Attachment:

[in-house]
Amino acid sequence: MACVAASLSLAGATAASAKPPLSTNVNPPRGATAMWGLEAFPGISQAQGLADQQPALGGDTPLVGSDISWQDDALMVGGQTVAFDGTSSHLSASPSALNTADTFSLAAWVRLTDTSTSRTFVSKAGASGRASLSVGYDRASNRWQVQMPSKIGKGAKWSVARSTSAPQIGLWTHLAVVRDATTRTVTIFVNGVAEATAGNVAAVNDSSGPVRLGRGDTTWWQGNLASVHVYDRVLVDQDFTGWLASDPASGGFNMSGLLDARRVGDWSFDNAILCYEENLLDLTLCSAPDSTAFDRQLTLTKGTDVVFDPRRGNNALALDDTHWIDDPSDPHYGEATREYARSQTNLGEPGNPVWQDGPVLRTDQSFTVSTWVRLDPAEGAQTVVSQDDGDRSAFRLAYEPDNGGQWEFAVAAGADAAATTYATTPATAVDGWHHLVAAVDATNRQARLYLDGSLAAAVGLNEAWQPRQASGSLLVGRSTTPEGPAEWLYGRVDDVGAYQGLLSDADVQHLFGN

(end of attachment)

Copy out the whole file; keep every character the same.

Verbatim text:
[in-house]
Amino acid sequence: MACVAASLSLAGATAASAKPPLSTNVNPPRGATAMWGLEAFPGISQAQGLADQQPALGGDTPLVGSDISWQDDALMVGGQTVAFDGTSSHLSASPSALNTADTFSLAAWVRLTDTSTSRTFVSKAGASGRASLSVGYDRASNRWQVQMPSKIGKGAKWSVARSTSAPQIGLWTHLAVVRDATTRTVTIFVNGVAEATAGNVAAVNDSSGPVRLGRGDTTWWQGNLASVHVYDRVLVDQDFTGWLASDPASGGFNMSGLLDARRVGDWSFDNAILCYEENLLDLTLCSAPDSTAFDRQLTLTKGTDVVFDPRRGNNALALDDTHWIDDPSDPHYGEATREYARSQTNLGEPGNPVWQDGPVLRTDQSFTVSTWVRLDPAEGAQTVVSQDDGDRSAFRLAYEPDNGGQWEFAVAAGADAAATTYATTPATAVDGWHHLVAAVDATNRQARLYLDGSLAAAVGLNEAWQPRQASGSLLVGRSTTPEGPAEWLYGRVDDVGAYQGLLSDADVQHLFGN